- The Washington Times - Monday, May 24, 2010

South Korea’s president on Monday severed trade links with North Korea in response to the sinking of his country’s warship and said Pyongyang will “pay a price corresponding to its provocative acts.”

The White House said President Obama fully supports South Korean President Lee Myung-bak’s actions and Mr. Obama ordered a review of U.S. policies toward North Korea.

The White House said that in response to the “pattern of North Korean provocation and defiance of international law, the president has directed U.S. government agencies to review their existing authorities and policies related to [North Korea]. This review is aimed at ensuring that we have adequate measures in place and to identify areas where adjustments would be appropriate.”

In an effort to win the North’s cooperation on denuclearization, the George W. Bush administration in 2008 took North Korea off the State Department’s list of countries that sponsor terrorism and eased trade sanctions by removing it from a Trading With the Enemy Act list in 2008.

North Korea has denied responsibility for the attack on the Cheonan, which sank in Yellow Sea on March 26. Investigators determined it was struck by a torpedo whose markings link it to North Korea.

In a speech in Seoul, Mr. Lee outlined his government’s response to the incident.

“We have always tolerated North Korea’s brutality, time and again. We did so because we have always had a genuine longing for peace on the Korean Peninsula,” he said.

“But now things are different. North Korea will pay a price corresponding to its provocative acts,” he added.

The White House described as “unequivocal” U.S. support for South Korea’s defense and said Mr. Obama had directed military commanders to coordinate closely with their South Korean counterparts to ensure readiness and deter aggression.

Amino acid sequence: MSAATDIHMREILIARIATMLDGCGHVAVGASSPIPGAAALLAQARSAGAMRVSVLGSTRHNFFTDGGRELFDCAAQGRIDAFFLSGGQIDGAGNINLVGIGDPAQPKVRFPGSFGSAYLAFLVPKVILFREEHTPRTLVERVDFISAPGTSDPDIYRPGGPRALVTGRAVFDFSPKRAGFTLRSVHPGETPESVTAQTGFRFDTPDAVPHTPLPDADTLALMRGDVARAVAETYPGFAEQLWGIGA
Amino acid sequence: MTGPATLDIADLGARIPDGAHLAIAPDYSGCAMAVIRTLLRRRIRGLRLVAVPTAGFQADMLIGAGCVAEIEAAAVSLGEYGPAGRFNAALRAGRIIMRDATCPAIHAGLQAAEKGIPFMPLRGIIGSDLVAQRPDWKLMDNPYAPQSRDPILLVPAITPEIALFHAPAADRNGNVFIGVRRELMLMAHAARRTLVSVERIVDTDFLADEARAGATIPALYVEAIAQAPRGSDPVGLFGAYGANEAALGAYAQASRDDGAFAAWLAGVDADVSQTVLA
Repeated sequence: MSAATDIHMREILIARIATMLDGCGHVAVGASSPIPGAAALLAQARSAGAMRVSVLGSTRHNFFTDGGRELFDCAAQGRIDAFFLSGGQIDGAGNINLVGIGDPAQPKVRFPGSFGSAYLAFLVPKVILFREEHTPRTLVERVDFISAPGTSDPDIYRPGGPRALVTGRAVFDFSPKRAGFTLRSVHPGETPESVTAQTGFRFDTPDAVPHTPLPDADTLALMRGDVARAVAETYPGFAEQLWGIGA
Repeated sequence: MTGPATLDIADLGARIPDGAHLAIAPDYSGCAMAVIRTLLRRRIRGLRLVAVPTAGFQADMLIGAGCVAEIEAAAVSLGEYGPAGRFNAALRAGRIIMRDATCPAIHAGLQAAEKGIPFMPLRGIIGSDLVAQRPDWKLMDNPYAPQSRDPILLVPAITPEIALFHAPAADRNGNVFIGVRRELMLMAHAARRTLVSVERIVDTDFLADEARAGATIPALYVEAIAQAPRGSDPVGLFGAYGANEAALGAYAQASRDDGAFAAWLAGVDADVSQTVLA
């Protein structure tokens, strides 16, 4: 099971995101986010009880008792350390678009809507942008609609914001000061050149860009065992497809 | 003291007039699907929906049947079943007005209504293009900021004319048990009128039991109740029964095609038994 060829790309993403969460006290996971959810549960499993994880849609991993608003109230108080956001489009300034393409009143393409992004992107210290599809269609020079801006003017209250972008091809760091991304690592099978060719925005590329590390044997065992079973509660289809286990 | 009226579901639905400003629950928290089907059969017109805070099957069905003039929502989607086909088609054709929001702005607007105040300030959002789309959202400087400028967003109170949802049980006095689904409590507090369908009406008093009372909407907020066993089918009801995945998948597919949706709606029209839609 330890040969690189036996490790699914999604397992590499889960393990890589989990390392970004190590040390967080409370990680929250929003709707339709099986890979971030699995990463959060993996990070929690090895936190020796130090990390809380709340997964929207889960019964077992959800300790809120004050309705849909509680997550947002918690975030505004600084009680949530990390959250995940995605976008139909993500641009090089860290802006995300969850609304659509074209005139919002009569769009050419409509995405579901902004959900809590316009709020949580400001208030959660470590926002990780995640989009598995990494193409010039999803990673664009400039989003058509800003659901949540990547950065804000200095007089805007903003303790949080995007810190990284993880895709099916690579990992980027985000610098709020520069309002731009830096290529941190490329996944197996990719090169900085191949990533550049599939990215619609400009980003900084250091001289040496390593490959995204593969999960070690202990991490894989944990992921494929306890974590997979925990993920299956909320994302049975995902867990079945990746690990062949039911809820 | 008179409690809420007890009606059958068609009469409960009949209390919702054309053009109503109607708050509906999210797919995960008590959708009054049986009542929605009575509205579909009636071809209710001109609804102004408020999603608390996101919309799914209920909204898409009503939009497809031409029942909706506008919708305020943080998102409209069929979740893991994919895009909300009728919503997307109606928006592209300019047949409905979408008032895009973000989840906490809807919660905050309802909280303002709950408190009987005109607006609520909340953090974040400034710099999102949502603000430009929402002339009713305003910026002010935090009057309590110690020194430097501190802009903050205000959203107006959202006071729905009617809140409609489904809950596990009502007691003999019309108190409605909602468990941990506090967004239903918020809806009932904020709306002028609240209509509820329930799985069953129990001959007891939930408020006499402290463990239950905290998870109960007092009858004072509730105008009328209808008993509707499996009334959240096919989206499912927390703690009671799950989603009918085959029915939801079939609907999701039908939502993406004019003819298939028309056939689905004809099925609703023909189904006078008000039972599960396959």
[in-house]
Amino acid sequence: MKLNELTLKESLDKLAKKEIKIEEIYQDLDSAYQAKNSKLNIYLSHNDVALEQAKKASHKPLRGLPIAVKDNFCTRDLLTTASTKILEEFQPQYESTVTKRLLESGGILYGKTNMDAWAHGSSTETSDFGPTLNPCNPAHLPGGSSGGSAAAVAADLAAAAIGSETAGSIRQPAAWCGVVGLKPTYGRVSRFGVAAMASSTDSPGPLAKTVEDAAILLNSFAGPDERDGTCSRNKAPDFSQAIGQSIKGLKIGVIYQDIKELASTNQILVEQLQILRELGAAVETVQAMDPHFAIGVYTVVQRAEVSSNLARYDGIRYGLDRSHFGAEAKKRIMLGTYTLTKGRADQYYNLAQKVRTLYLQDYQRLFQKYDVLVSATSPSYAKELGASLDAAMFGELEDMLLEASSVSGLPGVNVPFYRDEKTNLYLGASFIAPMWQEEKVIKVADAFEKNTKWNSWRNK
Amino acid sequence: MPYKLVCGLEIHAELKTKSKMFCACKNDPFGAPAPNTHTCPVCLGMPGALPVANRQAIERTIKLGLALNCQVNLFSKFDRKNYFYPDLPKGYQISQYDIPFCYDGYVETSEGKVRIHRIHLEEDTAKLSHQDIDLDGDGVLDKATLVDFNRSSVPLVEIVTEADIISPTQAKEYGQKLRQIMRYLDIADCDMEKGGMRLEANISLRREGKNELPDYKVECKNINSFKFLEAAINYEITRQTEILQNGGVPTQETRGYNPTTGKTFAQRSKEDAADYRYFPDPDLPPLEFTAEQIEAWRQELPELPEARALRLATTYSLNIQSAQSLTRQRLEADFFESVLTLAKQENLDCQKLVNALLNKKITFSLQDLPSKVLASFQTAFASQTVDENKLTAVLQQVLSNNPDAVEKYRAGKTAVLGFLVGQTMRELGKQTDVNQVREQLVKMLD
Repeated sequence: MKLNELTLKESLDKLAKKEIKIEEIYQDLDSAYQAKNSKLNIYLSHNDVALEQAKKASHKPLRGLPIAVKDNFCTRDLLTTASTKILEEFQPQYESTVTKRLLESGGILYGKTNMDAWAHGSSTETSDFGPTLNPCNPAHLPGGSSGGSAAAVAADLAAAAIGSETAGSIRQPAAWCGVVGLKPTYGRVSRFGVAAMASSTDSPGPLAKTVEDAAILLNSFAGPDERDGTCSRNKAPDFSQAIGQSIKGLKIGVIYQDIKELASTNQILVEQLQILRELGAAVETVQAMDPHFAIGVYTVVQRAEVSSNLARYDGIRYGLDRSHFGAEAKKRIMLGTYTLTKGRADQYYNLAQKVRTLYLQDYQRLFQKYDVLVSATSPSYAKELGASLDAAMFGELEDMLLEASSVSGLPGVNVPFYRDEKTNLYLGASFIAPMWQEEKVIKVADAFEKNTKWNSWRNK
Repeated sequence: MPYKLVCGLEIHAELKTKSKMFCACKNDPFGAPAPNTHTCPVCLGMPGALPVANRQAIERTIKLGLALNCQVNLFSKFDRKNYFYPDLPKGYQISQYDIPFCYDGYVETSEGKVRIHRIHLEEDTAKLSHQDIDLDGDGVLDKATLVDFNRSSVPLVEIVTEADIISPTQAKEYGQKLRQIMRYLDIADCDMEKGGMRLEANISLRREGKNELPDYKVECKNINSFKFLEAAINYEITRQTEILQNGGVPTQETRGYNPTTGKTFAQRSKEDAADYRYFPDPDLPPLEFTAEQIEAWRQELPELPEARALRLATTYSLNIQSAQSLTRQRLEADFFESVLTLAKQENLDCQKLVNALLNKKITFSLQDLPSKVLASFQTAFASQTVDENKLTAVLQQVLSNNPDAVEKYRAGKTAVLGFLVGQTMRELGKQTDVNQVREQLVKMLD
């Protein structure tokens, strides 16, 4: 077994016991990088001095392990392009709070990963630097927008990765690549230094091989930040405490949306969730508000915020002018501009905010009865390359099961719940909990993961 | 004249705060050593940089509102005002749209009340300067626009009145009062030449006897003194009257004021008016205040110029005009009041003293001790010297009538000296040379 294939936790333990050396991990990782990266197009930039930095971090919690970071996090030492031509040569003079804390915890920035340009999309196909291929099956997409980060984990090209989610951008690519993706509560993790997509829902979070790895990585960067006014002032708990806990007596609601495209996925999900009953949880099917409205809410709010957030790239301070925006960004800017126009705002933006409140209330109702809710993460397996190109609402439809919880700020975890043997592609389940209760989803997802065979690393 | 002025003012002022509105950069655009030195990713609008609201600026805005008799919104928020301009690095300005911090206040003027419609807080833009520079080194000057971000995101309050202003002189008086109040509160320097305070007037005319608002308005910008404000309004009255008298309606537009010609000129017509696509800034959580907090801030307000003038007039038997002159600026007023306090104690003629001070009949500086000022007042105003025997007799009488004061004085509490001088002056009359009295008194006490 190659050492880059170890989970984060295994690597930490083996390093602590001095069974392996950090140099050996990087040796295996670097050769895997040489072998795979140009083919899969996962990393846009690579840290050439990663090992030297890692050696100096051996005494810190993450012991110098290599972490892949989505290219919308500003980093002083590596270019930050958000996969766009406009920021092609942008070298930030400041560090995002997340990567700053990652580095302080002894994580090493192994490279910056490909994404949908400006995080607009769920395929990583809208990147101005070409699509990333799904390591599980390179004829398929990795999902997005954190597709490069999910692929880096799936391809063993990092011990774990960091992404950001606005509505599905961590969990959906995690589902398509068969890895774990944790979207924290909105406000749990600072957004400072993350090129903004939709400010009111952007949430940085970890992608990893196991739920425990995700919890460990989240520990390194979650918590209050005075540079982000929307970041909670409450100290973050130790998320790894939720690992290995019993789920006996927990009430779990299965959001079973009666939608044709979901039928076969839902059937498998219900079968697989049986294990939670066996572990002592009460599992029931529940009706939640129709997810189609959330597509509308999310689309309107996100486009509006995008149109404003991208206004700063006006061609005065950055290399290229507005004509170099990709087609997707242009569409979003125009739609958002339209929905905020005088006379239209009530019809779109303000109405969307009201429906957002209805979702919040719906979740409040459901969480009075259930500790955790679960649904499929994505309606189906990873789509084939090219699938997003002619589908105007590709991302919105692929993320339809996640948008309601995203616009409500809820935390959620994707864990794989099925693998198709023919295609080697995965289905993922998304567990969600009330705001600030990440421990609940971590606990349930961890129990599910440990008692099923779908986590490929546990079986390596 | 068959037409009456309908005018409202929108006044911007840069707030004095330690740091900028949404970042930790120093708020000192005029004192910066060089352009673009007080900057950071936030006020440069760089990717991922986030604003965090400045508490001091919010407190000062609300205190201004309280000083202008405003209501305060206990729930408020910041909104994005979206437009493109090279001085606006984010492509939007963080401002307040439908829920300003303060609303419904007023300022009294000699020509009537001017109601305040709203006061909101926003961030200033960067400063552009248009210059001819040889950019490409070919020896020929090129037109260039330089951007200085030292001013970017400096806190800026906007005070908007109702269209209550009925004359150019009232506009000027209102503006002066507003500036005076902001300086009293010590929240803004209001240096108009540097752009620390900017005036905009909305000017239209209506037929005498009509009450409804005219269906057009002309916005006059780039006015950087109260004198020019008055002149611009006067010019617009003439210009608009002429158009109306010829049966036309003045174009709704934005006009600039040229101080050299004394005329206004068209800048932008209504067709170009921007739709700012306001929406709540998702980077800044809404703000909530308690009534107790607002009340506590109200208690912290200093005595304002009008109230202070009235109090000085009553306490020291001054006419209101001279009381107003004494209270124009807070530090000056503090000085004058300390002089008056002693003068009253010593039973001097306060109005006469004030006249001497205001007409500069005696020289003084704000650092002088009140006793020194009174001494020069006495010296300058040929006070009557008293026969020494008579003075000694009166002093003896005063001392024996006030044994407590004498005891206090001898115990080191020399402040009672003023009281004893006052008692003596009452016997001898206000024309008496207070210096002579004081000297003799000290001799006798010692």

The U.S. and South Korea are expected to step up anti-submarine surveillance and joint naval exercises.

The Obama administration also pledged its support to South Korea’s decision to take the matter to the U.N. Security Council.

U.N. Secretary-General Ban Ki-moon, a former foreign minister of South Korea, on Monday called evidence of North Korean involvement in the sinking “overwhelming and deeply troubling.”

The White House said Secretary of State Hillary Rodham Clinton, who is in Asia this week, and U.S. Ambassador to the U.N. Susan Rice are consulting with their South Korean counterparts, as well as with Japan, China and other Security Council member states to reach agreement on the steps in council.

China has been less than enthusiastic about punishing North Korea over the Cheonan incident, in which 46 South Korean sailors lost their lives.

Wang Baodong, a spokesman for the Chinese Embassy in Washington, described the sinking as a “tragic event.” He said China had expressed its condolences, which “fully shows China’s understanding and sympathy toward the grief of the [South Korean] people.”

Mr. Wang said China had taken note of the results of an international investigation.

“We maintain that all parties should stay calm, exercise restraint and properly handle relevant issues so as to avoid the escalation of the situation,” Mr. Wang said. “China has always viewed and treated international and regional issues on their own merits in a fair and objective manner. … We will continue to push forward the six-party talks and the denuclearization of the Korean Peninsula and oppose behaviors against such efforts.”

In Beijing, Mrs. Clinton said the Obama administration is “in the midst of very intensive consultations with the Chinese government on this issue.”

“The Chinese understand the reaction by the South Koreans, and they also understand our unique responsibility for the peace and stability on the Korean Peninsula,” she said. “The Chinese are taking this very seriously.”

Mrs. Clinton travels to Seoul on Wednesday.

Mr. Obama and Mr. Lee, meanwhile, have agreed to meet on the sidelines of the Group of 20 summit in Toronto next month.

• Ashish Kumar Sen can be reached at asen@washingtontimes.com.

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